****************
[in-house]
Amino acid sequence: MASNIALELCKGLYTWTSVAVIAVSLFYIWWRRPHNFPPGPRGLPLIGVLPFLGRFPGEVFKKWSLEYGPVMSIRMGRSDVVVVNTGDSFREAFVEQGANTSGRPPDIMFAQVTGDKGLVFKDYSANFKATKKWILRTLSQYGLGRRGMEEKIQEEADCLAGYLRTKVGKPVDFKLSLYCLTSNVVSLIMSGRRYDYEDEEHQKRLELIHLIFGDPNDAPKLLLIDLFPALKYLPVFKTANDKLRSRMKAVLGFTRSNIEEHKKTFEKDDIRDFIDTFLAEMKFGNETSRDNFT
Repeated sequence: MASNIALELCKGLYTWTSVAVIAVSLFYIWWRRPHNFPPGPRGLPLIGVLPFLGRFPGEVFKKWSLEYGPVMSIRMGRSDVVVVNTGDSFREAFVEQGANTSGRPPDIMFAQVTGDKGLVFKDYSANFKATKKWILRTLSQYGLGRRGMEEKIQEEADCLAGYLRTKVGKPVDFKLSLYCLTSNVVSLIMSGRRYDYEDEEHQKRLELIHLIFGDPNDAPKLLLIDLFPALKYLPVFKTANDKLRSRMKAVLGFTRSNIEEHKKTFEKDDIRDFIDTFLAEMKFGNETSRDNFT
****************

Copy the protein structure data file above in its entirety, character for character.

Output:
[in-house]
Amino acid sequence: MASNIALELCKGLYTWTSVAVIAVSLFYIWWRRPHNFPPGPRGLPLIGVLPFLGRFPGEVFKKWSLEYGPVMSIRMGRSDVVVVNTGDSFREAFVEQGANTSGRPPDIMFAQVTGDKGLVFKDYSANFKATKKWILRTLSQYGLGRRGMEEKIQEEADCLAGYLRTKVGKPVDFKLSLYCLTSNVVSLIMSGRRYDYEDEEHQKRLELIHLIFGDPNDAPKLLLIDLFPALKYLPVFKTANDKLRSRMKAVLGFTRSNIEEHKKTFEKDDIRDFIDTFLAEMKFGNETSRDNFT
Repeated sequence: MASNIALELCKGLYTWTSVAVIAVSLFYIWWRRPHNFPPGPRGLPLIGVLPFLGRFPGEVFKKWSLEYGPVMSIRMGRSDVVVVNTGDSFREAFVEQGANTSGRPPDIMFAQVTGDKGLVFKDYSANFKATKKWILRTLSQYGLGRRGMEEKIQEEADCLAGYLRTKVGKPVDFKLSLYCLTSNVVSLIMSGRRYDYEDEEHQKRLELIHLIFGDPNDAPKLLLIDLFPALKYLPVFKTANDKLRSRMKAVLGFTRSNIEEHKKTFEKDDIRDFIDTFLAEMKFGNETSRDNFT